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The 2016 corn crop for most areas of Illinois is setting up to be one of the largest in history.  High yielding crops cause a lot of nutrient strain on the plant as it attempts to fill ears to their maximum potential.  When plants run short of available nutrients from the soil, translocation starts to take place leaving the lower portions of the plant open for late season integrity issues either from cannibalization, stalk diseases or both.

Stalk rots are common in the Midwest and are in every field to some extent. Identifying the specific type of stalk rot is easier during early stages of development, but becomes more difficult late in the season.  Regardless of which stalk rot pathogen causes the primary infection, the end result is the same: yield loss due to lodging or premature plant death.

ANTHRACNOSE STALK ROT Black shiny lesions or streaks on outer stalk; tan internal discoloration; may also cause top dieback High temps and extended periods of cloudy weather; prolonged humid conditions
CHARCOAL ROT Black sclerotia scattered throughout vascular tissue; gray internal discoloration High soil temp and low soil moisture during grain fill
DIPLODIA STALK ROT Dark brown lesions extending either direction from the nodes; small black specks on the lower internodes of the outer stalk; tan internal discoloration Dry conditions early and warm wet conditions following silking
FUSARIUM STALK ROT Whitish pink to salmon internal discoloration; nodes on outer stalk may appear white Dry conditions early and warm wet conditions following silking
GIBERELLA STALK ROT Pink to red internal discoloration; dark streaks on lower internodes; some black specks that can be scraped away Dry conditions early and warm wet conditions following silking
PYTHIUM Decay of the first internode above soil; soft brown and water-soaked; twists and falls over; foul odor Warm wet conditions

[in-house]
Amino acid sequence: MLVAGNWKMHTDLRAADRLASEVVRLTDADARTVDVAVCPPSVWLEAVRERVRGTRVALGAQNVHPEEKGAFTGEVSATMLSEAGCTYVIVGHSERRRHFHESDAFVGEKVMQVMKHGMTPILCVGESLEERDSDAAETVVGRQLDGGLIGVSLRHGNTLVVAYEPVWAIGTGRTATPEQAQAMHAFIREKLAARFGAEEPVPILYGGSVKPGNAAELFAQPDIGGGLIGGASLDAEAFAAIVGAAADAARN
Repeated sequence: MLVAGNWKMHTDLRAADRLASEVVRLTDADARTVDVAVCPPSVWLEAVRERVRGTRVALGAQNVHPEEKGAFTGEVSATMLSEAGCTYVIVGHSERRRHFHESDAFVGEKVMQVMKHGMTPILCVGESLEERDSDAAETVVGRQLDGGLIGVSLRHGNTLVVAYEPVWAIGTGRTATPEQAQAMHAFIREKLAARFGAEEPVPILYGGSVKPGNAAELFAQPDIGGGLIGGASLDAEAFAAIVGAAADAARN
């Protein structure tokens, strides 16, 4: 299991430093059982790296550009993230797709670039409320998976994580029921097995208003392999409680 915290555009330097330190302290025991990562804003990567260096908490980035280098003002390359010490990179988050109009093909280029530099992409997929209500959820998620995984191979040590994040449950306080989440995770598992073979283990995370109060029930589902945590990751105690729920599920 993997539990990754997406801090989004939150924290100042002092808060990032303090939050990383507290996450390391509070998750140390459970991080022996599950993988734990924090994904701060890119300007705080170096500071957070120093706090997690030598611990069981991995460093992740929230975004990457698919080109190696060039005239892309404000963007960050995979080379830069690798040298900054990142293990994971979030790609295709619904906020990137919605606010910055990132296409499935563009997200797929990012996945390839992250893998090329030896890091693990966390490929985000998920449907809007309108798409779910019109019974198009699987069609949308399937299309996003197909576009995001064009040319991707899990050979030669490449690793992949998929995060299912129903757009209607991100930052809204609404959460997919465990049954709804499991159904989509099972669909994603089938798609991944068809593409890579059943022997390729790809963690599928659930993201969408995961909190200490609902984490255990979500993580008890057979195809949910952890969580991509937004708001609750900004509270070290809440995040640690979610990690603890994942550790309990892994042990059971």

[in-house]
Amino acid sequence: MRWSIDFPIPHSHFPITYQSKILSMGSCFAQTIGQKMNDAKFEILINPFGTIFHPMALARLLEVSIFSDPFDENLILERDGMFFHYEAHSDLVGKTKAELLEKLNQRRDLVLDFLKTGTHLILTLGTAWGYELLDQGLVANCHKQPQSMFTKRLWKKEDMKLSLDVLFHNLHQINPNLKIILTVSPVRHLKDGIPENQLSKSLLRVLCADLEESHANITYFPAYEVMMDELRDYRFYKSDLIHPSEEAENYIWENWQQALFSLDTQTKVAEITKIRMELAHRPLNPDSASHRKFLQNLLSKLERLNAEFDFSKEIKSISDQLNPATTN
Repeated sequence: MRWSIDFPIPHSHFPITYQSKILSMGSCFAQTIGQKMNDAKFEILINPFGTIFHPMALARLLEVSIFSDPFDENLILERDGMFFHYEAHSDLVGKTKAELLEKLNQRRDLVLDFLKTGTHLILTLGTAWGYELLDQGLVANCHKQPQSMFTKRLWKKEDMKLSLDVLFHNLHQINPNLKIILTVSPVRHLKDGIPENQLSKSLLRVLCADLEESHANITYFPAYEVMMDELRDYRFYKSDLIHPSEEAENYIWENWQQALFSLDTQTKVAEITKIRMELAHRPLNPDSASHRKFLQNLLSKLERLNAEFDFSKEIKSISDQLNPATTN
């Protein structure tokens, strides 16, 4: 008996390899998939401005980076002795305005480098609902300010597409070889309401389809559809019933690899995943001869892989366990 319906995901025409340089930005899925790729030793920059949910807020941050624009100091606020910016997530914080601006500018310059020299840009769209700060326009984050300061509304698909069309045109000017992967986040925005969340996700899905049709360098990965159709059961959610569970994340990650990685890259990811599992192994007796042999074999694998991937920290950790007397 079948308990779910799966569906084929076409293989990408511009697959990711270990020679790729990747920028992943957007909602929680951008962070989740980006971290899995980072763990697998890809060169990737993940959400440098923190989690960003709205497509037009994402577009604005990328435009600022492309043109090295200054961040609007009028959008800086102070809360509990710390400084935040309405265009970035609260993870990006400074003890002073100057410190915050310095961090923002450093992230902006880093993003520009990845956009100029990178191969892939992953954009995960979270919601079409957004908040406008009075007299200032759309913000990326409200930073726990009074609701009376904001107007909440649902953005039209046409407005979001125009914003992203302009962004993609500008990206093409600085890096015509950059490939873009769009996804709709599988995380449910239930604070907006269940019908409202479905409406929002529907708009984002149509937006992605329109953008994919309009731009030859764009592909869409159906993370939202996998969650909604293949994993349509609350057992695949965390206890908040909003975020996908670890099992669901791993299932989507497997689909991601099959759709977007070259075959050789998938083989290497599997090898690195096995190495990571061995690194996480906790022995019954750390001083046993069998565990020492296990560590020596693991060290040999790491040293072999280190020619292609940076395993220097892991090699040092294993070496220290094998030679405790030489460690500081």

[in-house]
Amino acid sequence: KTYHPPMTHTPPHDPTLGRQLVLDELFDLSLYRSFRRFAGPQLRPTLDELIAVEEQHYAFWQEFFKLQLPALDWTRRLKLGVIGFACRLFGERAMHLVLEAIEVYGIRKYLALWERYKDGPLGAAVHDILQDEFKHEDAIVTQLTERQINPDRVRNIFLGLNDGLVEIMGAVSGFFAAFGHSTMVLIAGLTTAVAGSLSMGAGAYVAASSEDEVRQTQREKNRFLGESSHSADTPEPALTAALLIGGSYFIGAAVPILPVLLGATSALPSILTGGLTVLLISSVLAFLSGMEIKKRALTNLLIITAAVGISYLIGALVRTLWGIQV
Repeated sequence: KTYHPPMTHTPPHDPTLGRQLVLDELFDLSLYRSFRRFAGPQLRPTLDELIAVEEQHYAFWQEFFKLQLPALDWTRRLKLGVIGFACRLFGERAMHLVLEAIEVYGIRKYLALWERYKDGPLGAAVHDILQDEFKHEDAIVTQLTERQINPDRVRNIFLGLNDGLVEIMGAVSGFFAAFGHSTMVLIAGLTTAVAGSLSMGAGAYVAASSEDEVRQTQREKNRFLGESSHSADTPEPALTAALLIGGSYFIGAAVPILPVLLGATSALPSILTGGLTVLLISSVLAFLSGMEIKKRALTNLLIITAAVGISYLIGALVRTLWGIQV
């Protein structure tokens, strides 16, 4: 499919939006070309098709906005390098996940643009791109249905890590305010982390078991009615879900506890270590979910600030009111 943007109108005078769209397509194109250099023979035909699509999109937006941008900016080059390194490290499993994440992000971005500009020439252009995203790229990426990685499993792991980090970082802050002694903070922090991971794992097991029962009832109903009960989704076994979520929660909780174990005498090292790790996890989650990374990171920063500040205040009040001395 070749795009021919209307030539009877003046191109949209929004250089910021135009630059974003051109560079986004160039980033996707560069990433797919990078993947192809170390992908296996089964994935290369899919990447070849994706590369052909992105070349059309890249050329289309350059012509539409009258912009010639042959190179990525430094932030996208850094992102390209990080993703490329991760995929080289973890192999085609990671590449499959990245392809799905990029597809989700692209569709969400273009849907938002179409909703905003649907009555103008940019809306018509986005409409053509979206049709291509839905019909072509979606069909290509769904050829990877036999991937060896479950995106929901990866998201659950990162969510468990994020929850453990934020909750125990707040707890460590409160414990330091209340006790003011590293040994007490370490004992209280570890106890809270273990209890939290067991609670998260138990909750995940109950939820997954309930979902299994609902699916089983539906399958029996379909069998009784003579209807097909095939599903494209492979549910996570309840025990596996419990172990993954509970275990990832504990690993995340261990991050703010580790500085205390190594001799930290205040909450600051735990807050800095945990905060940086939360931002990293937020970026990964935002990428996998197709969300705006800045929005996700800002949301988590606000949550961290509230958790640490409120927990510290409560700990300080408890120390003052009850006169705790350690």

As with any disease, the disease triangle needs to be completed.  Severity of stalk rots depends on the amount of inoculum present, a susceptible host, and environmental conditions that favor disease establishment.  Stalk rot inoculum occurs naturally in the soil and on plant residue for a large number of pathogen species.  Many stalk rots enter the plant through wounded stalks or through the roots. Stalk rot pathogens move into the roots and up through the stalk if root health is compromised by excessive heat, extended dry weather, prolonged saturated conditions, root disease pathogens, or insect damage.  Anything that interferes with plant health, and subsequent photosynthesis during grain fill, will cause the plant to cannibalize stalk tissue to meet needs of the developing ear. Cannibalization makes the plants more susceptible to stalk rot establishment

Stalk rots are becoming more apparent in this year’s crop. Fields at high risk include those with large kernel set at pollination followed by dry conditions after pollination, fields showing N deficiency, root lodged fields, fields with leaf disease, and fields that were saturated.  Inspect fields for stalk rots by pinching stalks six inches above the soil, splitting stalks and looking for shredded, discolored, internal tissue or by scouting for prematurely dead plants. If stalk rot symptoms are found, a revamp of your harvest schedule may be necessary.  Consult your seed representative or agronomist to help identify and develop a harvest strategy.

June 08

As seen in Illinois AgriNews

Because of the benefits corn and soybean growers are seeing associated with Cover Crop applications, the number of acres being planted to Cover Crops continues to rise.

At the same time, with more persistent weeds showing tolerance to glyphosate herbicide programs in recent years, another rising trend involves growers adding tank mix partners and


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